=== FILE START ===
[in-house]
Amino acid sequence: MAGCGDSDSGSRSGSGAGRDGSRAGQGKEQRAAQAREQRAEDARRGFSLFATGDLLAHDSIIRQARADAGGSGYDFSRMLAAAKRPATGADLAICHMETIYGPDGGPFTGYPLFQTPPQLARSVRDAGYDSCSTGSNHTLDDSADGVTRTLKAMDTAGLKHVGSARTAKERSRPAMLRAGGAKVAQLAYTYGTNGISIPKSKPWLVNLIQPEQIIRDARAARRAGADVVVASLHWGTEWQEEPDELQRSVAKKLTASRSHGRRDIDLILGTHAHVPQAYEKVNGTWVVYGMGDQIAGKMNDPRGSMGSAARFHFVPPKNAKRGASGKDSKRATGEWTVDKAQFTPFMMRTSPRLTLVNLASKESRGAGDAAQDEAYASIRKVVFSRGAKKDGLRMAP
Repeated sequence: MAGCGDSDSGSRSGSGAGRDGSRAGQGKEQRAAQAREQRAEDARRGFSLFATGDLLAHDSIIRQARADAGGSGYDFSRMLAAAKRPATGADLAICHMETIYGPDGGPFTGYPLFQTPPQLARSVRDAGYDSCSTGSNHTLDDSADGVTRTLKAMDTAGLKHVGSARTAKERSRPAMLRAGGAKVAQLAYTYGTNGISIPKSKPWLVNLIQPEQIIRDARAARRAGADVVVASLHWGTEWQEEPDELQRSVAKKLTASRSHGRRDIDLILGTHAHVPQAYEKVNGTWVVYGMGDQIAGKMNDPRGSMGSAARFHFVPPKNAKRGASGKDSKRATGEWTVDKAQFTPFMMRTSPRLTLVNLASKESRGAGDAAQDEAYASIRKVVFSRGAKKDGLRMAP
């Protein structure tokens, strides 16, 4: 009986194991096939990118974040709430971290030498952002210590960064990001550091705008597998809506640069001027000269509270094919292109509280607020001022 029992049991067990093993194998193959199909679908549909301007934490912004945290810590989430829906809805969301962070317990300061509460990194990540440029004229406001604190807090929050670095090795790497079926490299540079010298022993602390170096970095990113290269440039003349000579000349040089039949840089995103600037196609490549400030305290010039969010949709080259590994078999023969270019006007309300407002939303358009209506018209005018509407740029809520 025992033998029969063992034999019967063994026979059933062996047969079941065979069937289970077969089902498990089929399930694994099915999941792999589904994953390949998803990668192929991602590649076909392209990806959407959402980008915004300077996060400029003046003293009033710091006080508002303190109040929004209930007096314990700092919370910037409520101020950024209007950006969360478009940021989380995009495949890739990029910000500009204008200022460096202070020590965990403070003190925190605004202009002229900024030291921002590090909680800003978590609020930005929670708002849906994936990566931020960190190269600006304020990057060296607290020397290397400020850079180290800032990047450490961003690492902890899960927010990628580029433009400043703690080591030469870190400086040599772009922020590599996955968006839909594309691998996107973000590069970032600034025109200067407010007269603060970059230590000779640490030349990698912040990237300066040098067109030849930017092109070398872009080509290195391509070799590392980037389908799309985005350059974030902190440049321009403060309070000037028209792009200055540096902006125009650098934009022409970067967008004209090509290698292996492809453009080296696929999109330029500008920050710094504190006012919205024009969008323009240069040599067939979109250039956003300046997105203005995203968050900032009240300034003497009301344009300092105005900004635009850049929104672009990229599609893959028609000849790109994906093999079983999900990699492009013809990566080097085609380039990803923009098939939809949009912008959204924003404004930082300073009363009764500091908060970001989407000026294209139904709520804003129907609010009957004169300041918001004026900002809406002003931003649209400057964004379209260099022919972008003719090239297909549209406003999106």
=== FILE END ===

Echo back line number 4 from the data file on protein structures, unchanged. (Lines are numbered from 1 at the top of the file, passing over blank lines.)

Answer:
């Protein structure tokens, strides 16, 4: 009986194991096939990118974040709430971290030498952002210590960064990001550091705008597998809506640069001027000269509270094919292109509280607020001022 029992049991067990093993194998193959199909679908549909301007934490912004945290810590989430829906809805969301962070317990300061509460990194990540440029004229406001604190807090929050670095090795790497079926490299540079010298022993602390170096970095990113290269440039003349000579000349040089039949840089995103600037196609490549400030305290010039969010949709080259590994078999023969270019006007309300407002939303358009209506018209005018509407740029809520 025992033998029969063992034999019967063994026979059933062996047969079941065979069937289970077969089902498990089929399930694994099915999941792999589904994953390949998803990668192929991602590649076909392209990806959407959402980008915004300077996060400029003046003293009033710091006080508002303190109040929004209930007096314990700092919370910037409520101020950024209007950006969360478009940021989380995009495949890739990029910000500009204008200022460096202070020590965990403070003190925190605004202009002229900024030291921002590090909680800003978590609020930005929670708002849906994936990566931020960190190269600006304020990057060296607290020397290397400020850079180290800032990047450490961003690492902890899960927010990628580029433009400043703690080591030469870190400086040599772009922020590599996955968006839909594309691998996107973000590069970032600034025109200067407010007269603060970059230590000779640490030349990698912040990237300066040098067109030849930017092109070398872009080509290195391509070799590392980037389908799309985005350059974030902190440049321009403060309070000037028209792009200055540096902006125009650098934009022409970067967008004209090509290698292996492809453009080296696929999109330029500008920050710094504190006012919205024009969008323009240069040599067939979109250039956003300046997105203005995203968050900032009240300034003497009301344009300092105005900004635009850049929104672009990229599609893959028609000849790109994906093999079983999900990699492009013809990566080097085609380039990803923009098939939809949009912008959204924003404004930082300073009363009764500091908060970001989407000026294209139904709520804003129907609010009957004169300041918001004026900002809406002003931003649209400057964004379209260099022919972008003719090239297909549209406003999106």